Like all cancers, colorectal cancer occurs when cells grow out of control. The cancer cells form a tumor, which invades and destroys nearby tissue. The cells also can break off and move to other parts of the body, where they can start a new tumor.
Colorectal cancer occurs in the lower intestine, which includes the colon and rectum. The colon, a 5- to 6-foot-long muscular tube, is the final part of the intestinal tract that ends in the rectum. The rectum comprises the intestinal tract's final few inches.
According to the American Cancer Society, not counting skin cancers, colorectal cancer is the third most common cancer found in men and women in this country. Overall, the lifetime risk of developing colorectal cancer is about 1 in 20. The American Cancer Society 2011 estimates for colorectal cancer in the United States are about:
- 101,340 new cases of colon cancer
- About 39,870 new cases of rectal cancer
- About 49,380 deaths from colorectal cancer
Who Gets Colorectal Cancer?
Anyone can get the disease. Men and women are equally susceptible. Chances of developing colorectal cancer increase with age; the disease is more common after age 50. Among ethnic groups in the United States, African-Americans have the highest incidence and highest rate of death from colorectal cancer.
Who is at greatest risk? Individuals with personal or family history of colorectal cancer or with chronic inflammatory bowel disease (Crohn's disease or ulcerative colitis).
Can Colorectal Cancer Be Prevented?
Currently, no sure-fire method exists for preventing colorectal cancer. This makes early detection by having a screening test extremely important, especially if you're over age 50.
How Does It Start?
Colorectal cancer is thought to develop slowly over several years. Almost all colorectal cancers begin as a small growth or polyp, also known as an adenoma.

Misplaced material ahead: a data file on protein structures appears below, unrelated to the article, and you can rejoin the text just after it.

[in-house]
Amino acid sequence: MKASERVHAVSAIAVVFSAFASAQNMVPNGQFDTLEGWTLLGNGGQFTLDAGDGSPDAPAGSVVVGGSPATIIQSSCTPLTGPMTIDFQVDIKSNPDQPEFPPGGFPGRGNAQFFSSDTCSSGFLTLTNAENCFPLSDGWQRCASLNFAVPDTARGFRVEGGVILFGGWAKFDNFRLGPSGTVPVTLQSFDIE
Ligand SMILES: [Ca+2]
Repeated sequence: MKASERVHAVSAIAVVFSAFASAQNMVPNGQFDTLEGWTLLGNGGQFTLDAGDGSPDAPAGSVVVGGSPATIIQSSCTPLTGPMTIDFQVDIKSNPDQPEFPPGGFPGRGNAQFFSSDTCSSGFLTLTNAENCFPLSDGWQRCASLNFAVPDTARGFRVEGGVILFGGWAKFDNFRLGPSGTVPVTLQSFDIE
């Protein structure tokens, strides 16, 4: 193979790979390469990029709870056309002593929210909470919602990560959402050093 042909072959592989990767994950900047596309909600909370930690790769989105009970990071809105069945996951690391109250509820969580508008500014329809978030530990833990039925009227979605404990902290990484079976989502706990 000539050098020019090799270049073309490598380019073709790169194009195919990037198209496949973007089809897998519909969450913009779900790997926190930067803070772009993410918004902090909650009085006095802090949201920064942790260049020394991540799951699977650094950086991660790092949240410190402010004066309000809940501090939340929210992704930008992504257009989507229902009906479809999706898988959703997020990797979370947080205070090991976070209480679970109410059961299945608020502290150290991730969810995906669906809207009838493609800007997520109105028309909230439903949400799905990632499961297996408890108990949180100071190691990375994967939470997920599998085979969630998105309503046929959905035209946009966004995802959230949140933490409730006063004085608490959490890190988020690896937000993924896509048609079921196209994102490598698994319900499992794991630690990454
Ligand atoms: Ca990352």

What Is A Polyp?
A polyp is a growth of tissue that erupts from the lining of the large intestine. A small number of polyps will grow into cancer; most won't. One statistic says that less than 1 percent of all polyps ever become cancerous. The larger the polyp, the greater the chance it contains cancerous cells. To prevent cancer, your doctor will remove polyps during screening.
What Causes Colorectal Cancer?
Researchers don't know the exact cause of colorectal cancer. However, scientists have been able to identify factors that increase your chance of getting the disease. These risk factors include:
- Aging. Chances of developing colorectal cancer increase after age 50. The American Cancer Society notes that about 90 percent of people diagnosed with colorectal cancer are older than age 50.
- Smoking. Studies show that smokers are up to 40 percent more likely than nonsmokers to die of colorectal cancer.
- Family history. Your risk of developing colorectal cancer is higher than average if you have a parent or sibling who developed the disease before age 60. Some families share genes that make members much more susceptible to the disease; the rate of colorectal cancer in these families is very high.
- Personal history. Your risk of getting colorectal cancer increases if you have had intestinal polyps (though not all types of polyps increase the risk) or chronic inflammatory bowel disease. Also, some research shows that women with a history of cancer of the ovary, uterus or breast have a somewhat greater chance of developing colorectal cancer. However, other research didn't find a breast cancer and colorectal cancer association.
- Obesity. Excess fat, especially in the waist area, increases your risk.
- Physical inactivity. One study found that just regular brisk walking reduced risk.
What Are The Symptoms Of Colorectal Cancer?
Unfortunately, the early stages of the disease, when it's most curable, usually don't produce any symptoms. By the time symptoms show up, the cancer may be far advanced. Still, you should watch for the following: a marked change in bowel habits, rectal bleeding, marked thinning of the stools, and unexplained weight loss.
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